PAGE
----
Reaching a world population of 7 billion is both scary and a feat to be praised. It all boils down to the fact that we must find a global solution to enable all states and persons to live together sustainably and healthily. Therefore the future of all of the world’s children is in our hands and we must work on a global scale to ensure access to healthcare for some 215 million women who have little to no access to maternal care. W must increase global knowledge of reproductive health,  promote a greater understanding of family planning, end child marriage, increase access to education, and end hunger and poverty via sustainable methods and not aid whenever possible. Only once we address these issues will our growing world population feel less crowded, but free to enjoy the beauty and resources of our world.

 
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  • burca alice larisa

    By the beginning of the 19th century, the world population had grown to a billion individuals, and intellectuals such as Thomas Malthus and physiocratic economists predicted that mankind would outgrow its available resources, since a finite amount of land was incapable of supporting an endlessly increasing population. Mercantillists argued that a large population was a form of wealth, which made it possible to create bigger markets and armies.
    UNEP called the Global Environment Outlook , which involved 1,400 scientists and took five years to prepare comes to similar conclusions. It “found that human consumption had far outstripped available resources. Each person on Earth now requires a third more land to supply his or her needs than the planet can supply
    The systematic destruction of the Earth’s natural and nature-based resources has reached a point where the economic viability of economies is being challenged – and where the bill we hand to our children may prove impossible to pay.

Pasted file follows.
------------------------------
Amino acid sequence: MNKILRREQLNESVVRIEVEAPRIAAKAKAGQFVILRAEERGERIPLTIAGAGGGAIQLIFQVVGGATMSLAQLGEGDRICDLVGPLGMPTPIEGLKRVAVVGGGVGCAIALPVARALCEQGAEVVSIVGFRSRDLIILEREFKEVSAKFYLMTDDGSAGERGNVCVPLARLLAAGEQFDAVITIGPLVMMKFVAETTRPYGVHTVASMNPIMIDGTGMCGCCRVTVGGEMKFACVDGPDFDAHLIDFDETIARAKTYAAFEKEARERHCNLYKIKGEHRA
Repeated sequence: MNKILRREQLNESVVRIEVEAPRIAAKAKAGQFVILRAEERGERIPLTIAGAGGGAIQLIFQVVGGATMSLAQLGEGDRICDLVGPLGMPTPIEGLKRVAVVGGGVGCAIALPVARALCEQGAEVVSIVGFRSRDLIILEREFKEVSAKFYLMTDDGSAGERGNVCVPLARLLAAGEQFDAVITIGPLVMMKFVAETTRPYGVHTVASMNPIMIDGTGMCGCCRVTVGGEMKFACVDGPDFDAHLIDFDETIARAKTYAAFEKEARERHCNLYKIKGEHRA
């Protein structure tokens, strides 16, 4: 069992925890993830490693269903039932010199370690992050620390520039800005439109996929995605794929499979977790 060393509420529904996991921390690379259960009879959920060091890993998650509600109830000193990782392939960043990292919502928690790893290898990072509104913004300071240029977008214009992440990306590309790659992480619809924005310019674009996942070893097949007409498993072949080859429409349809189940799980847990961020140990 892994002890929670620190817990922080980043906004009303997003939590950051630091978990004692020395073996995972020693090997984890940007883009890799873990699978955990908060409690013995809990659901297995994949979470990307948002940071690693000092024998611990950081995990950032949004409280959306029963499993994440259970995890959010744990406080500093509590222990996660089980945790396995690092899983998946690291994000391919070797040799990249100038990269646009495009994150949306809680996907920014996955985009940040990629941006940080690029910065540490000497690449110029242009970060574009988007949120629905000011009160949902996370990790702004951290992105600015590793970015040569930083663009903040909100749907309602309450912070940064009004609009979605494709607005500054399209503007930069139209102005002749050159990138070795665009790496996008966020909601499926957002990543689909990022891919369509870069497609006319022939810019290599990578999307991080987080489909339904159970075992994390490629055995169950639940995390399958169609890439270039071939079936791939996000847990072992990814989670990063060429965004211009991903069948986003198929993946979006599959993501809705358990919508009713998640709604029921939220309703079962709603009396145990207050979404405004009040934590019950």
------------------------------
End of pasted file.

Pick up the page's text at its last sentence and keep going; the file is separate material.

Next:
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Author

Cassandra Clifford
Cassandra Clifford

Cassandra Clifford is the Founder and Executive Director of Bridge to Freedom Foundation, which works to enhance and improve the services and opportunities available to survivors of modern slavery. She holds an M.A., International Relations from Dublin City University in Ireland, as well as a B.A., Marketing and A.S., Fashion Merchandise/Marketing from Johnson & Wales University in Providence, Rhode Island.

Cassandra has previously worked in both the corporate and charity sector for various industries and causes, including; Child Trafficking, Learning Disabilities, Publishing, Marketing, Public Relations and Fashion. Currently Cassandra is conducting independent research on the use of rape as a weapon of war, as well as America’s Pimp Culture and its Impact on Modern Slavery. In addition to her many purists Cassandra is also working to develop a series of children’s books.

Cassandra currently resides in the Washington, D.C. metro area, where she also writes for the Examiner, as the DC Human Rights Examiner, and serves as an active leadership member of DC Stop Modern Slavery.


Areas of Focus:
Children's Rights; Human Rights; Conflict